Do You Know Bangkok ?

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A stroll down any    of   Bangkok’s for  thousands   of   sprawling   and   labyrinthine alleyways can bring untold adventures for visitors   who   are   keen   to   unearth   the real Thailand.      First-time    visitors  are   often amazed      by   central   Bangkok’s    glittering modernity, and at the same time, delighted by   the   treasures   found   amid   the   grungi-ness   of   ramshackle   back   streets;   it’s  very easy    to  stumble    across  hidden    markets,museums,       or  spectacular    temples.    This chapter presents the main highlights of the city’s sights plus a final section detailing a few worthy side trips from Bangkok. Each section will give you an idea of the scope of   things   to   do.   “Bangkok’s   Waterways”gives   you   the   ins   and   outs   of  the city’scanals;    “Bangkok’s    Top    Historical   Trea- sures & Wats” covers the city’s magnificent palaces,    charming     traditional  residences, and    fascinating    museums. “Cultural   & Wellness   Pursuits”   lets   you   in   on   unique local   experiences,   and   “Staying   Active”   is sports   people—both   participants   and observers. The   “Shopping”   section   gives   you   the lowdown on what to buy and where, and “Bangkok       After  Dark”    details  the   city’s unending   entertainments,   such   as   dance, theater, and nightclubs. Bangkok is famous for being just as vibrant after dark as in the day.   Many    of  its  largest  boulevards    are swathed in fairy lights, and a bevy of swish rooftop bars all offer fantastic night views. Admittedly, things aren’t as crazy as roughly a   decade   ago,   when   the   party   scene   ran nonstop   until   dawn,   and   alcohol   flowed day   or   night.   Under   laws   imposed   under ex–Prime   Minister   Thaksin,   all   bars   and clubs must now close at 1am (though don’t be surprised if you find the odd exception). That     said,  Bangkok    has   many    markets, bars, and clubs open until at least midnight, plus   the   big   department   stores   and   malls don’t    close   until   around    9pm—which should sate even the hardiest shopaholic.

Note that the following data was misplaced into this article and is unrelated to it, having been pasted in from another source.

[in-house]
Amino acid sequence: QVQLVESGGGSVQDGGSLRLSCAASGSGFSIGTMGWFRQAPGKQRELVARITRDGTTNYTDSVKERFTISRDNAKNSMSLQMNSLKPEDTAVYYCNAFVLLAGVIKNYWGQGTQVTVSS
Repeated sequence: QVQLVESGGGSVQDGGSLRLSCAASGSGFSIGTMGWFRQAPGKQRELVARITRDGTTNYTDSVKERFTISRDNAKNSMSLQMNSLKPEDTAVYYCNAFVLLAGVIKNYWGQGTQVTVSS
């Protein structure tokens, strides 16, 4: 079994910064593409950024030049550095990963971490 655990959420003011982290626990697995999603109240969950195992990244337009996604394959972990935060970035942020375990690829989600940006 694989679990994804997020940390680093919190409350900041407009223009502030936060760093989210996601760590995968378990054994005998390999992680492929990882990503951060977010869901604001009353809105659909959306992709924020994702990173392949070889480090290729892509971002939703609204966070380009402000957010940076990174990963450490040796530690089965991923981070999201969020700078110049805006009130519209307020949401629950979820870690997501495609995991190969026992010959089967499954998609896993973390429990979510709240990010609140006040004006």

BANGKOK ’S  WATERWAYS

The key to Bangkok’s rise lies in the Chao Phraya River, which courses stealthily throughits center, feeding a complex network of canals and locks that, until relatively recently,were the focus of city life. Lying just a few miles from the Gulf of Thailand, the river was a major conduit for trade, and the main reason behind its rapid growth. Today, nothing much has changed: Great black barges filled with rice, coal, or sand are towed up and down the river by small yellow tugs; at any time of the day you might spot grey Royal Naval vessels, police on Port Authority jet skis, stout wooden sampans, and even blue barges stacked with Pepsi-Cola bottles, all plying these waters.In   the   late   18th   century, Thailand’s   first   monarch   of   the   Chakri   dynasty,   Rama   I,moved the capital eastward from Thonburi (a suburb of today’s Bangkok) across the river to the district that became known as Rattanakosin Island, so-called due to the man-made canals that surrounded this entire area. Like medieval moats, these canals (klongs) acted as a defensive barrier. Other canals were soon added, channeling the waters of the Chao.

     Phraya into peripheral communities, feeding fish ponds or rice paddies, and nurturing the city’s many tropical fruit orchards. These waterways fast became the aquatic boule-vards and avenues of this low-lying, swampy city. Apart from structures built for royalty,ordinary Bangkok residents lived on water, in bamboo raft homes, or on boats. As foreigndiplomats, missionaries, and writers traveled to Bangkok, they drew parallels with theItalian city of Venice and renamed it the “Venice of the East.” Not until the early 1800swere nonroyal houses built on dry land.